The Martin Luther King Jr. holiday arrives at a moment that in many ways is similar to when he left us in 1968. The past two weeks are a searing reminder that the tumult of the Trump years is not likely to fade away anytime soon. Indeed, a new poll shows that 8 out of 10 Americans believe the country is falling apart. I have come to believe that the 2020s will be the new 1960s, marked by vibrant, often contentious debates about the most pressing issues of our time — from race and war to relationships, gender, capitalism, robots and more. These debates won’t be limited to elite circles or Capitol Hill; they will also take place at kitchen tables across the country.
While some might back away from such rigorous discourse, I embrace it. As the son and grandson of teachers, and as the great-grandson of slaves, I see this as an opportunity to revisit fundamental questions and make real progress. But how can we do that well and creatively? Is it possible to think freshly about persistent, complex challenges? In many instances, there is neither a shared set of truths nor a solid-enough grasp of history, even among those with the greatest power.
Still, I think it is possible. Not easy, but possible. I suspect it will take more than lawmakers (even collaborative and bipartisan lawmakers) to identify and create change. It will take more than thoughtful corporations, religious institutions, universities and corporate groups. It will take broad, sustained and engaged interaction among millions of everyday people.
That’s why we’re starting something new at OZY. We are launching a weekly newsletter to shine a light on the best and boldest ideas for how to Reset America — not just for the coming decade, but for reimagining our country for the next 250 years. We will ask readers to put themselves in the shoes of a modern-day Washington, Jefferson or Hamilton and ask, “What if?” We will capture and curate a brilliant set of ideas each week to set a tangible and constructive agenda for ambitious, maybe even radical, change. I hope we will tap terrific ideas from around the globe and that people will look beyond today and dare to imagine a more perfect union. You won’t agree with all of them, but that’s the point: Too often the media feeds each side what they want to hear. It’s a big reason why we are stuck in this mess, and it’s why OZY strives to get you out of your silo each day to see more.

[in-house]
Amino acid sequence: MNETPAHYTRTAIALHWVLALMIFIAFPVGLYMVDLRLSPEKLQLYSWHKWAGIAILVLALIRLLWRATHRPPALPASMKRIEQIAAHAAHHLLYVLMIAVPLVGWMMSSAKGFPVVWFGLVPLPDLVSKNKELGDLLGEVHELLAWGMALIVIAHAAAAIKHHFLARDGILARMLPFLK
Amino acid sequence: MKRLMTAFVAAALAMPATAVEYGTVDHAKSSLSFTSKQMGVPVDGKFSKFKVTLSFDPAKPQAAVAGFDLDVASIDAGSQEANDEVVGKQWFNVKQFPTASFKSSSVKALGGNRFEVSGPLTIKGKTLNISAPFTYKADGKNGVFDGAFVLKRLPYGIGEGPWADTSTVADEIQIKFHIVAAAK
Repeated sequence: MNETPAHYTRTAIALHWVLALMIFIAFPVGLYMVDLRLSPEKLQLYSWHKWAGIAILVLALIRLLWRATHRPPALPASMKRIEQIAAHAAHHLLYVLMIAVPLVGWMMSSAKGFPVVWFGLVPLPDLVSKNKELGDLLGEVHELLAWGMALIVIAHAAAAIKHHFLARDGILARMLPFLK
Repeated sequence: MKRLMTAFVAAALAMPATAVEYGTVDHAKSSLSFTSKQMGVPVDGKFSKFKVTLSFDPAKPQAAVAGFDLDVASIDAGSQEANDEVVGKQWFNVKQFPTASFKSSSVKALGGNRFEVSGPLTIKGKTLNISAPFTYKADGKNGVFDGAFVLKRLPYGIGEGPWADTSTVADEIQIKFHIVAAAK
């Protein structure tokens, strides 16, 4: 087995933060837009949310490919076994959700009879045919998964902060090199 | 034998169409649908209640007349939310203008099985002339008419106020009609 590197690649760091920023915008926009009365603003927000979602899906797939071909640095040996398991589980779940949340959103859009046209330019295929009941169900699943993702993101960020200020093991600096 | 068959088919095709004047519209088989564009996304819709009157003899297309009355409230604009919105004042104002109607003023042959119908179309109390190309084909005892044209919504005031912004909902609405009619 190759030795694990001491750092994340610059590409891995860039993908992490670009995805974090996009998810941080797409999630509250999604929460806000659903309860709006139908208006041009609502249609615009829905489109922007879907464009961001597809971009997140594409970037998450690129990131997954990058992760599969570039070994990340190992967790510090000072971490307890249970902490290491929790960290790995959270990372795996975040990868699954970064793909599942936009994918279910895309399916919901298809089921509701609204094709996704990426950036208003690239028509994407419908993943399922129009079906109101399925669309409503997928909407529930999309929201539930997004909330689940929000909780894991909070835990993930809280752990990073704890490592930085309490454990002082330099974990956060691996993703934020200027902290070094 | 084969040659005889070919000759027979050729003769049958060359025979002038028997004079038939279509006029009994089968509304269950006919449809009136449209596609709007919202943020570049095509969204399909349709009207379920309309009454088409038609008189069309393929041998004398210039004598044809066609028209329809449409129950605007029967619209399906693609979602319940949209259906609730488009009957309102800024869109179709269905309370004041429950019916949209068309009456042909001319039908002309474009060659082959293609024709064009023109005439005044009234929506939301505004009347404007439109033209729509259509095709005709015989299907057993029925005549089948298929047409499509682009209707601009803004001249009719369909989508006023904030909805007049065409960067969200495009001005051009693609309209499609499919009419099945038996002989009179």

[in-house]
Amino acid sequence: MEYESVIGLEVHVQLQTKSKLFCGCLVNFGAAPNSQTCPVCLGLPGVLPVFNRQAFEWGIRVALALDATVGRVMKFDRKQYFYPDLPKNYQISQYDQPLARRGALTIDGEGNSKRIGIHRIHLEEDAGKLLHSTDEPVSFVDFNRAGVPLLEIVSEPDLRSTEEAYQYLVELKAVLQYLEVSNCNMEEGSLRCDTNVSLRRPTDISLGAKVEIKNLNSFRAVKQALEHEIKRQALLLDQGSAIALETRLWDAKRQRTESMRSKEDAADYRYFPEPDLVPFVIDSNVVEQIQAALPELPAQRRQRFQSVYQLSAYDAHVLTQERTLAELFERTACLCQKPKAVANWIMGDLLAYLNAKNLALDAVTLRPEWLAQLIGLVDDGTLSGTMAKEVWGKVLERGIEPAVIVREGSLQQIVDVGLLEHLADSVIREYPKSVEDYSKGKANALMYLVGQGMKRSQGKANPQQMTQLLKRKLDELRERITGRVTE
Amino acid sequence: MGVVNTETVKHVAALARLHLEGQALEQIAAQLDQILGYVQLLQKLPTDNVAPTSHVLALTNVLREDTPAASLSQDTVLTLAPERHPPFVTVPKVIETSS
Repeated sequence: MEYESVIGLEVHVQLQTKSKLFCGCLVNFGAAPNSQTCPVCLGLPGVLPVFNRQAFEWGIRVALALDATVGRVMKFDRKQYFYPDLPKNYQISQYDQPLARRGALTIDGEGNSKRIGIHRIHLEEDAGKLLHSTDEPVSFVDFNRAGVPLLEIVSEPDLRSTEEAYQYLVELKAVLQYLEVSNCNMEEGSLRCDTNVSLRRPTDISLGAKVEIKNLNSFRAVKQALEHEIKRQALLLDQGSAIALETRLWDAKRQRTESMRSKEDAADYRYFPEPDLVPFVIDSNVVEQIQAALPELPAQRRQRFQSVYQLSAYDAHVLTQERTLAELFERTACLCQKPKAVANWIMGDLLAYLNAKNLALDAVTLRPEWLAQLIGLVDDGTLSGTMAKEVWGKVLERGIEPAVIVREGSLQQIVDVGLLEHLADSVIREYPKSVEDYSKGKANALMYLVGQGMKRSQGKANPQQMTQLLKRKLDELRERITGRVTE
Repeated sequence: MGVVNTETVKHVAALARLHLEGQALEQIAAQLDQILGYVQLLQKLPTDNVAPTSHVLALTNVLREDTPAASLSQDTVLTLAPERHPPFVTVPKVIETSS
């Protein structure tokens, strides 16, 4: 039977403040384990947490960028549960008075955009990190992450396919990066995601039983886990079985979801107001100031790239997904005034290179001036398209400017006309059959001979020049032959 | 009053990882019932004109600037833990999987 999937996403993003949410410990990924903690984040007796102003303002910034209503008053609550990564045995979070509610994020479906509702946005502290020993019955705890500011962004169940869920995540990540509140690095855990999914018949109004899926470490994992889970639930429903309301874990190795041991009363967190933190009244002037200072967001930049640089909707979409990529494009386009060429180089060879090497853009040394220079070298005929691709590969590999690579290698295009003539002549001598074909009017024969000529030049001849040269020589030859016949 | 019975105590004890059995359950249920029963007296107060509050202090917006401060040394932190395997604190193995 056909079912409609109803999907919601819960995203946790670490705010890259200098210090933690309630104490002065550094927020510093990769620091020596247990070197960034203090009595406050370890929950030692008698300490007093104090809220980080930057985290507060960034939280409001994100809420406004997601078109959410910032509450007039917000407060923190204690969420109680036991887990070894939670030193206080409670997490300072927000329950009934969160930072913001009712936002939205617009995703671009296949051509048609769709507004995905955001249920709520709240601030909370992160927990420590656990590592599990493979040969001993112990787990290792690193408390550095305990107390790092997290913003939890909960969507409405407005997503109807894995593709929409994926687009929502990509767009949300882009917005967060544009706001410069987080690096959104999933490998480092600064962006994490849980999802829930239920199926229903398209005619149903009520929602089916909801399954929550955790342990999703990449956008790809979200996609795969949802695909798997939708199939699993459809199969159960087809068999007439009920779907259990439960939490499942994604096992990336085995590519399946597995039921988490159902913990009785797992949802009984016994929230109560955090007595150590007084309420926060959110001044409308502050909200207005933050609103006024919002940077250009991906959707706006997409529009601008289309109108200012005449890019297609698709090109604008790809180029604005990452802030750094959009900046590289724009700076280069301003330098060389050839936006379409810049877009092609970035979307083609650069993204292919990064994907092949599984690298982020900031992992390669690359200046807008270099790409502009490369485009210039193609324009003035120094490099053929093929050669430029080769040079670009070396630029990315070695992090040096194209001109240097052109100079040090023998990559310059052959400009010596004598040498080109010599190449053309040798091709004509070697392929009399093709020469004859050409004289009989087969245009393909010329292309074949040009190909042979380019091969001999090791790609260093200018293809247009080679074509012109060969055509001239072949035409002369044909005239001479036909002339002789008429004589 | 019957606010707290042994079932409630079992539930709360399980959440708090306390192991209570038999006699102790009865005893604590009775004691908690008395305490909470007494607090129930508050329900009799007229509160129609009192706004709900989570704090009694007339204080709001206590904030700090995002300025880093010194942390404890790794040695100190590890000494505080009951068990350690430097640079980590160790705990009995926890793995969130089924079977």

Since this summer’s racial justice protests, OZY has dedicated our editorial mission to elevating compelling ideas from around the globe, including bold ideas for reparations, free prison phone calls and digital monuments for underrepresented heroes. This is a moment of global churn, and there’s much America can learn from the young warriors of change we’ve profiled in recent months, from 24-year-old Hong Kong pro-democracy activist Agnes Chow to 28-year-old Safoora Zargar, a leading voice in the Indian protests countering policies that discriminate against Muslims.
On my new daily interview show, The Carlos Watson Show, I have begun to ask guests about how they might Reset America — from Ava DuVernay and Malcolm Gladwell to Bill Gates and Megyn Kelly. Their responses have been eye-opening, everything from reimagining capitalism to launching a domestic draft civil service. But ultimately, it’s each and every one of us who needs to pick up the baton for change if we are to lead our country forward.
Will you please join me? Send me your best thoughts on how to Reset America. We will get back to each of you, highlighting your best ideas here each week. Start the conversation with your friends and communities by tweeting with the hashtag #ResetAmerica. Let’s do this together. It could be a bold and impactful way to unify our country and propel us forward.